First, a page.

Indeed.  When the Episcopal Church still had a lot of "traditionalists" in it, one of the banners they gathered around was "Evangelical and Catholic" (which were included in the name of one of the societies that became the Episcopal Synod of America, of which "Anglo-Catholics" were only one perspective).  The term itself originated with the mid-19th Century Reformed "Mercersburg theoloigans" led by Nevin and Schaff, under whose guidance we have so much of the Ancient Church Fathers available in English.

Long before I'd ever heard of Neuhaus, Piepkorn, and an "Evangelical Catholic" movement/party in the Lutheran churches, my pastor in a conversation described Lutherans as "Evangelical Catholics," and I understood where he was going.  The "protestant" church that emerged from the Reformation was properly called (as Luther often insisted, and as it is called today in German) the Evangelical Church, which confessed the one holy catholic and apostolic Church.  The protest was not to Rome's Catholicism, but that it had become "Roman" and was rejecting much of what was truly Catholic, namely the Gospel ("evangel").  He wasn't an Evangelical Catholic in exactly the same sense that I became, but he did introduce me to the notion that the Augsburg Confession was not a declaration of independence, but an affirmation of what was truly Catholic. 

And it may not help, but it is useful to observe that words almost always have more than one specific definition, and you will see "Evangelical Catholic" used in that very way.

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Jay

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Re: An appeal for an Apology for Evangelical Catholicism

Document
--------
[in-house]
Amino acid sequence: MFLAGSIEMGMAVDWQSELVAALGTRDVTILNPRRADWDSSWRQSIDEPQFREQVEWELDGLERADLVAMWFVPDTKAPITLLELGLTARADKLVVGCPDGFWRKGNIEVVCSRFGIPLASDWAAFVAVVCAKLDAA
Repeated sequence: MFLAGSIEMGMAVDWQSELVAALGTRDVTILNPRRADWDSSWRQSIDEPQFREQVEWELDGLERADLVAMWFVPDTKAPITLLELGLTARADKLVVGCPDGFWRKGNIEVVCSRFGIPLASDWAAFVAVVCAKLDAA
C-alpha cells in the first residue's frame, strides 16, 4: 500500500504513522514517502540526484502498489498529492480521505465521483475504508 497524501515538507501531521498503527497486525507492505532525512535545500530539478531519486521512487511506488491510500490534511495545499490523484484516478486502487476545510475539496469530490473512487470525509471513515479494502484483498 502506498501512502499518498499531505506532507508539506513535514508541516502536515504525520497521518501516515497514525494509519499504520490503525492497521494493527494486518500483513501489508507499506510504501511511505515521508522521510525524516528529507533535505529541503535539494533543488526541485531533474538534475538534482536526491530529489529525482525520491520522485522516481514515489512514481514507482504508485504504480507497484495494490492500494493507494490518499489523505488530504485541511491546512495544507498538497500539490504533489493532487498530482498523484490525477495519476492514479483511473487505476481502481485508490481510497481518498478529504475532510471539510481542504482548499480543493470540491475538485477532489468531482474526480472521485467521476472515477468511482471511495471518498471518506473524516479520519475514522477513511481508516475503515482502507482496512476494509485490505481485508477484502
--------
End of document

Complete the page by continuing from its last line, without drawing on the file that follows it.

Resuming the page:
« Reply #57 on: June 11, 2011, 06:35:45 PM »
Surely there are Evangelical Catholics who are not Lutheran. 


Indeed.  When the Episcopal Church still had a lot of "traditionalists" in it, one of the banners they gathered around was "Evangelical and Catholic" (which were included in the name of one of the societies that became the Episcopal Synod of America, of which "Anglo-Catholics" were only one perspective). 

Thanks to an essay by Abp. Rowan Williams entitled "The  Lutheran  Catholic"  I have discovered the theology of former Archbishop of Canterbury Michael Ramsey, who  was very much an "Evangelical Catholic." Most of the essay  can be  read here:

http://books.google.com/books?id=MAae4YulNFoC&pg=PA211&lpg=PA211&dq=rowan+williams+michael+ramsey+lutheran+catholic&source=bl&ots=OrgqXGcyGS&sig=6EwMPm_mCKoRGFs4ckt7cfZqyRw&hl=en&ei=9uzzTcTwH4m5tgeW1cSeBw&sa=X&oi=book_result&ct=result&resnum=1&ved=0CBkQ6AEwAA#v=onepage&q=rowan%20williams%20michael%20ramsey%20lutheran%20catholic&f=false

lucan

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Re: An appeal for an Apology for Evangelical Catholicism
« Reply #58 on: June 11, 2011, 10:30:54 PM »
Good recommendations on resources.  I actually own a lot of them already.  Personally, what I'd like to see is the content of Frank Senn's book, but with a bit of a polemical edge both towards Amero-evangelicalism and Protestant Liberalism. 

As to whether Evangelical Catholic is purely a Lutheran subset, I tend to agree with Pr. Tibbetts' assertion that Evangelical Catholicism should be view more as a wider movement within the Church, even though Luther and the Confessions probably articulate it better than most.

Peace and all good,

Pater Luke+


vicarbob

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Re: An appeal for an Apology for Evangelical Catholicism
« Reply #59 on: June 12, 2011, 08:04:01 PM »
Look at the Order of St Luke in the UMC.....Evangelical Catholic, so yes, the term is not limited to Lutherans, but it is our DNA, as it were.
pax
Bob